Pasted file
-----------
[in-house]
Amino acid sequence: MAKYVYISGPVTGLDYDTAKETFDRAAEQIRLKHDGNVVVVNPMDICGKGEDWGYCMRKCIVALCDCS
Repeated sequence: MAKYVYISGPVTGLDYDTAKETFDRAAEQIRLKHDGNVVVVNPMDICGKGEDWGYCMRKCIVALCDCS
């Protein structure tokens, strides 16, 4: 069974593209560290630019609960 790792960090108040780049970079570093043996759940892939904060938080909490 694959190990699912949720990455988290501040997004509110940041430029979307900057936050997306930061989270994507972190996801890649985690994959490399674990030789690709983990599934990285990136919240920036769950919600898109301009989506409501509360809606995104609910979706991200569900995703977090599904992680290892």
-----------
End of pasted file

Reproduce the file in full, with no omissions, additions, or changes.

[in-house]
Amino acid sequence: MAKYVYISGPVTGLDYDTAKETFDRAAEQIRLKHDGNVVVVNPMDICGKGEDWGYCMRKCIVALCDCS
Repeated sequence: MAKYVYISGPVTGLDYDTAKETFDRAAEQIRLKHDGNVVVVNPMDICGKGEDWGYCMRKCIVALCDCS
């Protein structure tokens, strides 16, 4: 069974593209560290630019609960 790792960090108040780049970079570093043996759940892939904060938080909490 694959190990699912949720990455988290501040997004509110940041430029979307900057936050997306930061989270994507972190996801890649985690994959490399674990030789690709983990599934990285990136919240920036769950919600898109301009989506409501509360809606995104609910979706991200569900995703977090599904992680290892």